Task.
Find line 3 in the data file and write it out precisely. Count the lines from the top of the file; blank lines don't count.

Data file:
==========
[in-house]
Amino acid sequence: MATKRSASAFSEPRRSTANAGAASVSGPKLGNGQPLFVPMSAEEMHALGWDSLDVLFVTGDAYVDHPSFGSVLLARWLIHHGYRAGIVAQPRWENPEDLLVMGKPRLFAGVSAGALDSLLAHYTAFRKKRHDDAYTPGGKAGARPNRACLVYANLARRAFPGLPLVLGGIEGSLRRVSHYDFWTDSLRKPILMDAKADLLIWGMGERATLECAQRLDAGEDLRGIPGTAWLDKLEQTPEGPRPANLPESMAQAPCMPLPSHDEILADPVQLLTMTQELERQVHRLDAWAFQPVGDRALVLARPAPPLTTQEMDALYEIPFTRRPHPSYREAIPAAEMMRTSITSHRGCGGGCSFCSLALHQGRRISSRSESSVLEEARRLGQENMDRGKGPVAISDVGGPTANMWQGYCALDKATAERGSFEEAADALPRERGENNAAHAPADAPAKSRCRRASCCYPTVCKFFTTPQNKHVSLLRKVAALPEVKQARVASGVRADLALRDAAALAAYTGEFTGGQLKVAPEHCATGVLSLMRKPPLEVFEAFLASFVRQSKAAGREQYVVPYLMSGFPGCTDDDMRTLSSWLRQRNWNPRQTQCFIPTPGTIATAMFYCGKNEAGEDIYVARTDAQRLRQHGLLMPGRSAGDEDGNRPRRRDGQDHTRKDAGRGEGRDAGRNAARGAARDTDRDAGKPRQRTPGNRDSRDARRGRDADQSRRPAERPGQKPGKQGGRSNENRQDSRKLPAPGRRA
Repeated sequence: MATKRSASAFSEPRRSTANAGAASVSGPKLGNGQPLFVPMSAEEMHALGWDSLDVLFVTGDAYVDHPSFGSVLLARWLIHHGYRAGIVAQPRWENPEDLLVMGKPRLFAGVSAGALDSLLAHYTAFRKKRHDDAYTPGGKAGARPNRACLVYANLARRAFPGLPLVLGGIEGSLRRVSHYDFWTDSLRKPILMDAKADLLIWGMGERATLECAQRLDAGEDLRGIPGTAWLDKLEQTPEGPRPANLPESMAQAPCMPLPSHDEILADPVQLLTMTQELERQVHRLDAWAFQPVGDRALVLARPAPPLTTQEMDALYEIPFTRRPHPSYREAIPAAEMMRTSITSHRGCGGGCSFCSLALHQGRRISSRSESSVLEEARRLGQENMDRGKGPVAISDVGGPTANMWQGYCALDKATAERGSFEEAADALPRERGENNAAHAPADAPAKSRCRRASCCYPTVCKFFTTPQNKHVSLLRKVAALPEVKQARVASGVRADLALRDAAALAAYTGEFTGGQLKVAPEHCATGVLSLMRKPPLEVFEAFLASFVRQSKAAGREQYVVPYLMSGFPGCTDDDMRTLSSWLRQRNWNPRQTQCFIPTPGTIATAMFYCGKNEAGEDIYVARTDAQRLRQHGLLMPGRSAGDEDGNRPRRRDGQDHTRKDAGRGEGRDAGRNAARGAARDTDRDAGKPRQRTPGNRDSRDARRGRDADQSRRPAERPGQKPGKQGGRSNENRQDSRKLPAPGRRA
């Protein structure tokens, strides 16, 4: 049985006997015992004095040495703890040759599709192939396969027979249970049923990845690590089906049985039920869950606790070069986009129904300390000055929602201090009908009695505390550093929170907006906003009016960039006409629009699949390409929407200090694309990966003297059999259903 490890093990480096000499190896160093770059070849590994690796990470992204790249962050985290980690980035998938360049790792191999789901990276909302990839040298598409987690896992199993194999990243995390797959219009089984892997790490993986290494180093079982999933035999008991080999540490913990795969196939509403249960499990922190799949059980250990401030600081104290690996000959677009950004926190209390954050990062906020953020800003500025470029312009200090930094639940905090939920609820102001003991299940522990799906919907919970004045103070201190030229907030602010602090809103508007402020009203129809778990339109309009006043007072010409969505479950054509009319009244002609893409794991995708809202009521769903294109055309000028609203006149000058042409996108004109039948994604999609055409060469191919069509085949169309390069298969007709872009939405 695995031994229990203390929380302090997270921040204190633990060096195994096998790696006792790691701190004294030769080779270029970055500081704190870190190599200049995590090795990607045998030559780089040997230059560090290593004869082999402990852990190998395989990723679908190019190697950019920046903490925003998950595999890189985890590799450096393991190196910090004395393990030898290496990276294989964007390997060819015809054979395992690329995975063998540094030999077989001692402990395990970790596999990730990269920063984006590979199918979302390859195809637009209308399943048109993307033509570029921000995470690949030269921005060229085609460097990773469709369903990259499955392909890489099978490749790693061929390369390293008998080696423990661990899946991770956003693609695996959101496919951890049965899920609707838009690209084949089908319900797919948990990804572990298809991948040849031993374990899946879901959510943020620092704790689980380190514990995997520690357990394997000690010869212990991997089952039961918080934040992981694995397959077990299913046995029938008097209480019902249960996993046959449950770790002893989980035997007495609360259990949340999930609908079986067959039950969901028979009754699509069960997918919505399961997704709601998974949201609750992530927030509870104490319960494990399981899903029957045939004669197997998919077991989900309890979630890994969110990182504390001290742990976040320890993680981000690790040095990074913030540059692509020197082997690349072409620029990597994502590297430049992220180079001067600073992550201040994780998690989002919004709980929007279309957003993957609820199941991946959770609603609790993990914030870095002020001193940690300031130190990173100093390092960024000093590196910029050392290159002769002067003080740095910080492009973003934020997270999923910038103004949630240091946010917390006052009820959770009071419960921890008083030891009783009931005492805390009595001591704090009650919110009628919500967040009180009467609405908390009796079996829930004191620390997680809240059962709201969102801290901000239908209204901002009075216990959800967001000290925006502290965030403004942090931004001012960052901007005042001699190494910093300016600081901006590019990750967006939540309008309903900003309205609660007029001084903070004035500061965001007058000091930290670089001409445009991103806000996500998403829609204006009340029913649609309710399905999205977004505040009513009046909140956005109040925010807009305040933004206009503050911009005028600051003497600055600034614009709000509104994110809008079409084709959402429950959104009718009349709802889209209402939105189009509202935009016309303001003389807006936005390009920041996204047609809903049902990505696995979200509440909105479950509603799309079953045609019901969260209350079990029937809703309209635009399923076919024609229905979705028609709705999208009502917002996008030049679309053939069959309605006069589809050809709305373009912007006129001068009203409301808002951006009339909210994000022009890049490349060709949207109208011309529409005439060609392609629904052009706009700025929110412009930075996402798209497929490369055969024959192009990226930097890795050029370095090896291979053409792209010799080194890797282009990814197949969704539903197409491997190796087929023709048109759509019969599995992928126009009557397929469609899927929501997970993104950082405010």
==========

Repeated sequence: MATKRSASAFSEPRRSTANAGAASVSGPKLGNGQPLFVPMSAEEMHALGWDSLDVLFVTGDAYVDHPSFGSVLLARWLIHHGYRAGIVAQPRWENPEDLLVMGKPRLFAGVSAGALDSLLAHYTAFRKKRHDDAYTPGGKAGARPNRACLVYANLARRAFPGLPLVLGGIEGSLRRVSHYDFWTDSLRKPILMDAKADLLIWGMGERATLECAQRLDAGEDLRGIPGTAWLDKLEQTPEGPRPANLPESMAQAPCMPLPSHDEILADPVQLLTMTQELERQVHRLDAWAFQPVGDRALVLARPAPPLTTQEMDALYEIPFTRRPHPSYREAIPAAEMMRTSITSHRGCGGGCSFCSLALHQGRRISSRSESSVLEEARRLGQENMDRGKGPVAISDVGGPTANMWQGYCALDKATAERGSFEEAADALPRERGENNAAHAPADAPAKSRCRRASCCYPTVCKFFTTPQNKHVSLLRKVAALPEVKQARVASGVRADLALRDAAALAAYTGEFTGGQLKVAPEHCATGVLSLMRKPPLEVFEAFLASFVRQSKAAGREQYVVPYLMSGFPGCTDDDMRTLSSWLRQRNWNPRQTQCFIPTPGTIATAMFYCGKNEAGEDIYVARTDAQRLRQHGLLMPGRSAGDEDGNRPRRRDGQDHTRKDAGRGEGRDAGRNAARGAARDTDRDAGKPRQRTPGNRDSRDARRGRDADQSRRPAERPGQKPGKQGGRSNENRQDSRKLPAPGRRA